Is it even a salad without a nice, crispy cucumber?
With so many different types of cucumbers at the grocery store, you might be wondering what is an English cucumber?
It’s more expensive than the other cucumbers in the vegetable aisle and wrapped in fancy plastic.
Unlike bulk cucumbers, English cucumbers are seedless and have tender skin.
But there’s more to love than just its seedless meat inside.
English cucumbers are mild, sweet, and don’t taste bitter.
Let’s dive into what is an English cucumber, how to pick one out, and how to use them!
What Is an English Cucumber?
With over 100 varieties of cucumbers all over the globe, it’s hard to pick out a favorite.
But the English cucumber lands high on just about everyone’s list.
If English cucumbers were a car, they’d be a Cadillac.
So what about these unique cucumbers make them worth the bump in price?
English cucumbers, or “greenhouse cucumbers,” can develop fruit without fertilization, so they don’t have seeds.
These seedless cucumbers have firmer, less watery, crunchy meat and thinner skin that you don’t need to peel.
But the allure of the English cucumber doesn’t stop there. These fancy European cucumbers just taste better.
They’re typically called English cucumbers but go by European, greenhouse, seedless, or burpless cucumbers.
What Does an English Cucumber Taste Like?
Overall, English cucumbers are sweeter and less bitter.
Other cucumbers, like the American cucumber, develop large seeds, especially if they grow on the vine too long.
If you have ever had a cucumber that tastes very bitter, it’s because of the seeds.
Because the English cucumber is seedless, the meat inside is much sweeter.
It has a pleasant, gentle cucumber flavor with just a touch of sweetness.
Even the skin tastes a little sweet!
Using English cucumbers in recipes and cocktails adds gentle cucumber flavor with a touch of sweetness and zero bitterness.
English Cucumber vs. Regular Cucumber
While cucumber shopping, you’ll likely come across two types of English and American cucumbers.
American cucumbers are affordable and offer a bigger bang for your buck at face value.
But American cucumbers aren’t always the best option. They’re a little shorter than English cucumbers and plumper.
But that extra plump isn’t always a good thing.
Plump American cucumbers have lots of seeds, which can taste quite bitter if you don’t take the time to remove them carefully.
While the skin of the American cucumber is smooth, it’s not palatable.
It doesn’t taste very pleasant and can alter the flavor of your dish.
English cucumbers are more expensive, but they don’t require prep and taste better. The skins are bumpy but do not taste bitter.
And the meat inside is completely seedless, translating to a firmer, crunchier, and sweeter cucumber.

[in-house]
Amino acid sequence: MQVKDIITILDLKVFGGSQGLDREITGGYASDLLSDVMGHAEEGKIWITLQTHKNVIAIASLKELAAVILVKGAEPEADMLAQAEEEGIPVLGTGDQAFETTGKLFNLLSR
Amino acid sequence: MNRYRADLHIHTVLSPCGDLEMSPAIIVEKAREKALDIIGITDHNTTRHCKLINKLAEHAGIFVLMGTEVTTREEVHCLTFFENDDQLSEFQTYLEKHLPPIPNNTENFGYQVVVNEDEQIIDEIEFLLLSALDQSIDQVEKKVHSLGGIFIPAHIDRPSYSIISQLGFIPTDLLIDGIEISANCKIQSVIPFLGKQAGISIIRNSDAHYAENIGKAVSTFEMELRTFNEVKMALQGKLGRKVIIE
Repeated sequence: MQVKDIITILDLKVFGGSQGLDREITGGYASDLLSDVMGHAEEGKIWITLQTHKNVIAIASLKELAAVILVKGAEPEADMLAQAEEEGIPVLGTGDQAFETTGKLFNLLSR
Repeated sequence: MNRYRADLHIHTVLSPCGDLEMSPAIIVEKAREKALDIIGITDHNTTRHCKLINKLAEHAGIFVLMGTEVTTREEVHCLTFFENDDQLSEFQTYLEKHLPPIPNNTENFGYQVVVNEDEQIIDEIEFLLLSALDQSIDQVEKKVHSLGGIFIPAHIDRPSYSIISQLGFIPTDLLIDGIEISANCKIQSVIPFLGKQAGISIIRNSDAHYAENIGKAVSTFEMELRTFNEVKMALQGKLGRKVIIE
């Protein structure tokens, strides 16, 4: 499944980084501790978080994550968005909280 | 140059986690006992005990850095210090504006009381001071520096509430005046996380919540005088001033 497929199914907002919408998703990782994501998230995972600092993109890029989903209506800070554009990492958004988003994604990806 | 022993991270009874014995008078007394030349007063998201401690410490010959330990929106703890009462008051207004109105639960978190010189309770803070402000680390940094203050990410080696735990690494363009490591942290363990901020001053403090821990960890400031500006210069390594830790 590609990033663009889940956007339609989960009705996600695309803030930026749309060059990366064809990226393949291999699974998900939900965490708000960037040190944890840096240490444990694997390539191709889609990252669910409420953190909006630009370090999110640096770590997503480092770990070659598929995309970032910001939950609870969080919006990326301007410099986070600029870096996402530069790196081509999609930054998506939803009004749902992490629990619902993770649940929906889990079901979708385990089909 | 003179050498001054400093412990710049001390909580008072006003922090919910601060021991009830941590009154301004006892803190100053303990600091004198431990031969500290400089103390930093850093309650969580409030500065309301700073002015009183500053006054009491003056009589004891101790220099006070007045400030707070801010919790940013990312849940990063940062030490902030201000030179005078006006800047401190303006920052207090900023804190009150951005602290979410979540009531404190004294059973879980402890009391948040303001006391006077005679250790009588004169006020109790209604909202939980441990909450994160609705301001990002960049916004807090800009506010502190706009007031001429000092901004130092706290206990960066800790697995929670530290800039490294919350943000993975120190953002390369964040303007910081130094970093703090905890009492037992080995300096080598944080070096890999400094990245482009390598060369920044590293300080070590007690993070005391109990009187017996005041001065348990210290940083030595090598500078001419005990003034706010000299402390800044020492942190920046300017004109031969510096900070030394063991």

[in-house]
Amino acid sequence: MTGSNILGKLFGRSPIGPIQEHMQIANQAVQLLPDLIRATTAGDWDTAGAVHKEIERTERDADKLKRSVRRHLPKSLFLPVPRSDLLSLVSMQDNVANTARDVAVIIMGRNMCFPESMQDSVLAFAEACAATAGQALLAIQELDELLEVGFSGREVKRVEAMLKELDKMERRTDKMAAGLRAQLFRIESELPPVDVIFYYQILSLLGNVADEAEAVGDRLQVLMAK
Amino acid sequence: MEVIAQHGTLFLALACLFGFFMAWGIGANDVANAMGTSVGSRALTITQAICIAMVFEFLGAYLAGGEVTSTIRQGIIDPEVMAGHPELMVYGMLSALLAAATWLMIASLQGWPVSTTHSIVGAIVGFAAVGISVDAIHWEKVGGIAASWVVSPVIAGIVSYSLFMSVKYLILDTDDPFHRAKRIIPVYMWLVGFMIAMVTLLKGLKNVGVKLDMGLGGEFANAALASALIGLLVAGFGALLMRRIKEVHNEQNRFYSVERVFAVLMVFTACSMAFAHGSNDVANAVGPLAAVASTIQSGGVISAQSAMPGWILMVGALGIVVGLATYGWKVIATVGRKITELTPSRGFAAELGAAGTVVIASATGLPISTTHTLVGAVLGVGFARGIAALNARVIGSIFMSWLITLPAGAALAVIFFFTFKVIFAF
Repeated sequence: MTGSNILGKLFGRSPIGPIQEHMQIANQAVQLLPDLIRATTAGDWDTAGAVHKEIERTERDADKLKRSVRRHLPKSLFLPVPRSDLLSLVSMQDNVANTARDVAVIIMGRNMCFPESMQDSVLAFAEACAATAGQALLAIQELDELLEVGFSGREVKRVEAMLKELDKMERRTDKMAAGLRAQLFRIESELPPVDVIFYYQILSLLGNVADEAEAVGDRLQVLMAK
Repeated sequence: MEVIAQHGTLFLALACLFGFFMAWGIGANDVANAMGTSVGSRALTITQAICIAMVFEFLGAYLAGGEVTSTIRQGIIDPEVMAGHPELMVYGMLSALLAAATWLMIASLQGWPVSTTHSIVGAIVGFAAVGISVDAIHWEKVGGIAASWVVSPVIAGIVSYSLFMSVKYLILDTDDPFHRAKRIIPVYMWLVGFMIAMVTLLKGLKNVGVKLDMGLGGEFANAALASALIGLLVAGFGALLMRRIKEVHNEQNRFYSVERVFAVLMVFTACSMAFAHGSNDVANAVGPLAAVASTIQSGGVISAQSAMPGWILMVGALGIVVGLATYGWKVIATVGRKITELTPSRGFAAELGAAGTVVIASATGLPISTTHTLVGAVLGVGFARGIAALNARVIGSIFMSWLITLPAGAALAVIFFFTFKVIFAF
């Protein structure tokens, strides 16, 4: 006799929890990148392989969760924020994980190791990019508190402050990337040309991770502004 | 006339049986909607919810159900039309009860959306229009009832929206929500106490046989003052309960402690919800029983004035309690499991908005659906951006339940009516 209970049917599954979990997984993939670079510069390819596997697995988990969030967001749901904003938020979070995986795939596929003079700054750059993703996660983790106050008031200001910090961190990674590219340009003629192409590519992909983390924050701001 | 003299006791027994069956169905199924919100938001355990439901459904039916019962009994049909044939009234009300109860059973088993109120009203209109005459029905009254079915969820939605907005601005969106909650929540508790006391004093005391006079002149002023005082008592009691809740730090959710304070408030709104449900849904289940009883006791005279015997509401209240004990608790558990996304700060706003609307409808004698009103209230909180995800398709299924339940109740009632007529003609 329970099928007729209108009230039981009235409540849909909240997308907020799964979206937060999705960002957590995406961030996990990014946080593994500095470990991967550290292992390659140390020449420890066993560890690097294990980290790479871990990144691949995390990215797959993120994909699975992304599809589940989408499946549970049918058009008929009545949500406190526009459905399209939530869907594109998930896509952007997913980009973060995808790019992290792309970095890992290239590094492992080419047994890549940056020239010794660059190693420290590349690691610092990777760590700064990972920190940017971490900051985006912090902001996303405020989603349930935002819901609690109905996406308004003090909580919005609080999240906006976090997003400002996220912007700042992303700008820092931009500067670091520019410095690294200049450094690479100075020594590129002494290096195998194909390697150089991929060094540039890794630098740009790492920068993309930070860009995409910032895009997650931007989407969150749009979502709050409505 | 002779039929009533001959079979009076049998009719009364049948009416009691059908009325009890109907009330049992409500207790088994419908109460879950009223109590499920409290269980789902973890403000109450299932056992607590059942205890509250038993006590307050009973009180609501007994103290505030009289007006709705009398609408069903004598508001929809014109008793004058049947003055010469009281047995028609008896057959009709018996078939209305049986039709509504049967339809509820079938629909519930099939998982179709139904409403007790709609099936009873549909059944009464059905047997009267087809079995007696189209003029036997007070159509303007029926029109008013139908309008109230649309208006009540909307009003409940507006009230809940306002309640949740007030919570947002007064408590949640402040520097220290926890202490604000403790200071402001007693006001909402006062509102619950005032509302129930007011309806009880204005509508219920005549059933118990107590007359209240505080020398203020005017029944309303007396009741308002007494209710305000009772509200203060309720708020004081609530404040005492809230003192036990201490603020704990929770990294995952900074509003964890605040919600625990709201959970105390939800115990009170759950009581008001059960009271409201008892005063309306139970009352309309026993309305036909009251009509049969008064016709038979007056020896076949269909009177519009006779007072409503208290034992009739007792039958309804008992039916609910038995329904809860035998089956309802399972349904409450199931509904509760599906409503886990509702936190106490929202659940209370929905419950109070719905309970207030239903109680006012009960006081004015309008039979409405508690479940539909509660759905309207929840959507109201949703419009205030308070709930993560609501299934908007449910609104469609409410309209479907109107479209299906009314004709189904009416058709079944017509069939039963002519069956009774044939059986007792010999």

English cucumbers are more expensive but are well worth their slight bump in price.
Why Are English Cucumbers Wrapped in Plastic?
Ever wonder why English cucumbers earn the plastic wrap treatment? It’s not because they have a superiority complex!
Because most consumers remove the skin of American cucumbers anyway, they have a coating of edible wax on the outside.
Have you ever tried washing an American cucumber and noticed the water beads up? That’s because of the wax coating.
This wax helps to prevent moisture loss and keeps the cucumber fresher as it sits on the shelf.
Since English cucumbers have edible skin, they don’t get the edible wax treatment.
Instead, retailers wrap them in plastic to protect the skin, prevent moisture loss, and keep them fresh.
How to Buy and Store English Cucumbers
When picking out an English cucumber, squeeze the side to ensure no soft spots.
If the cucumber feels nice and firm, it’s at the peak of freshness.
Examining the skin can also tell if an English cucumber is fresh. If the skin looks dry and shriveled, it’s likely overripe and dry inside.
After you pick out your perfect English cucumber, the best place to store it is in the refrigerator.
English cucumbers last for up to one week in the fridge when chilled.
It’s important to note that these delicate cucumbers risk “chilling injury” if positioned in a cold area of your fridge.
For English cucumbers, resist the temptation of the vegetable crisper!
Instead, place them in a warmer area of your fridge along the front.
If you are only using half of the cucumber, be sure to keep the plastic on.
Slice as much of the cucumber as you need, and then carefully place the plastic wrap around the end to prevent it from drying out.
How to Use English Cucumbers
Washing and slicing an English cucumber is excellent on a salad. But you already knew that!
There are tons of clever ways to use English cucumbers outside of salads.
The flavor of these cucumbers is sweet and mild without a hint of bitterness.
This makes them a great candidate for anything from tzatziki sauce to cocktails.
Add English cucumbers to a cold noodle bowl for added crunch, or throw them in some homemade salsa.
They even make a refreshing drink like a cucumber and gin cocktail.
For a super refreshing treat, whip up a pitcher of cucumber water!
English cucumbers make the absolute best cucumber water.
Their gentle sweetness tastes much more refreshing that American cucumbers.
The high water content keeps you hydrated. They even have a healthy dose of Vitamin A to promote healthy heart and lung function.
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